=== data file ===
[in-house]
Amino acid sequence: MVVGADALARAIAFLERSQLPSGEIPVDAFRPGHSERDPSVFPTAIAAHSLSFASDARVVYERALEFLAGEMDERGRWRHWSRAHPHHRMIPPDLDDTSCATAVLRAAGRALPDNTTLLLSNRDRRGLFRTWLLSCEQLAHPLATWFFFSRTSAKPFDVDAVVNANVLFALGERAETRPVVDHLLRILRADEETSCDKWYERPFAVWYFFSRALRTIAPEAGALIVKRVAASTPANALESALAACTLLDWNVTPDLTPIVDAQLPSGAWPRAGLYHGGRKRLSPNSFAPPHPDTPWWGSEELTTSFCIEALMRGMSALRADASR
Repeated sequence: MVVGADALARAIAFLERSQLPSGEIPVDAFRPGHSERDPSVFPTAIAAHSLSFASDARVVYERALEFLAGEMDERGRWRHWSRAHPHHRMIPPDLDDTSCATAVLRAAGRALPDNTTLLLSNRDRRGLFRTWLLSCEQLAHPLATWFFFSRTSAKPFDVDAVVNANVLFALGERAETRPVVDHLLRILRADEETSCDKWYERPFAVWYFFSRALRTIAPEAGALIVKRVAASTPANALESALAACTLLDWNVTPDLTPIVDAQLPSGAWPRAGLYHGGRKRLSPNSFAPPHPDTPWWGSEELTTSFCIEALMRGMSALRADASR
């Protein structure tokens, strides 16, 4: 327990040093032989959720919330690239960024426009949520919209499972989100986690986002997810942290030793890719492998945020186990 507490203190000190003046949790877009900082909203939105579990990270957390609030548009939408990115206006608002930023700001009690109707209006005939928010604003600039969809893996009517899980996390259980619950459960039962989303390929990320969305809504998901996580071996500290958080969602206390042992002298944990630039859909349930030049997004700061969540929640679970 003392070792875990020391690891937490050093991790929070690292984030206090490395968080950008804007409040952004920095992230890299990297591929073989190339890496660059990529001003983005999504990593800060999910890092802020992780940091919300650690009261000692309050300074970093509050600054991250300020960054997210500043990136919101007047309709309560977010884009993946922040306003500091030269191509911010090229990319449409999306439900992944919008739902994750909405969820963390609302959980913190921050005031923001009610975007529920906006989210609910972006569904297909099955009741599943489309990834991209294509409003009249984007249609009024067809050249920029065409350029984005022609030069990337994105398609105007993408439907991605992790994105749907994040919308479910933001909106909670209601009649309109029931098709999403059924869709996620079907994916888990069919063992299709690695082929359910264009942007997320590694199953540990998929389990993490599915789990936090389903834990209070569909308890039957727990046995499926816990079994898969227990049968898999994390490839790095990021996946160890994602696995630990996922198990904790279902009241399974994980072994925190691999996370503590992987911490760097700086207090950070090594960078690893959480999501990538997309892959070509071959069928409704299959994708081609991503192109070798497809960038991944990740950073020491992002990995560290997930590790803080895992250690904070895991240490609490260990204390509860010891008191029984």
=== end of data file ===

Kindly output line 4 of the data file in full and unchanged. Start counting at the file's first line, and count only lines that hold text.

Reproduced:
């Protein structure tokens, strides 16, 4: 327990040093032989959720919330690239960024426009949520919209499972989100986690986002997810942290030793890719492998945020186990 507490203190000190003046949790877009900082909203939105579990990270957390609030548009939408990115206006608002930023700001009690109707209006005939928010604003600039969809893996009517899980996390259980619950459960039962989303390929990320969305809504998901996580071996500290958080969602206390042992002298944990630039859909349930030049997004700061969540929640679970 003392070792875990020391690891937490050093991790929070690292984030206090490395968080950008804007409040952004920095992230890299990297591929073989190339890496660059990529001003983005999504990593800060999910890092802020992780940091919300650690009261000692309050300074970093509050600054991250300020960054997210500043990136919101007047309709309560977010884009993946922040306003500091030269191509911010090229990319449409999306439900992944919008739902994750909405969820963390609302959980913190921050005031923001009610975007529920906006989210609910972006569904297909099955009741599943489309990834991209294509409003009249984007249609009024067809050249920029065409350029984005022609030069990337994105398609105007993408439907991605992790994105749907994040919308479910933001909106909670209601009649309109029931098709999403059924869709996620079907994916888990069919063992299709690695082929359910264009942007997320590694199953540990998929389990993490599915789990936090389903834990209070569909308890039957727990046995499926816990079994898969227990049968898999994390490839790095990021996946160890994602696995630990996922198990904790279902009241399974994980072994925190691999996370503590992987911490760097700086207090950070090594960078690893959480999501990538997309892959070509071959069928409704299959994708081609991503192109070798497809960038991944990740950073020491992002990995560290997930590790803080895992250690904070895991240490609490260990204390509860010891008191029984």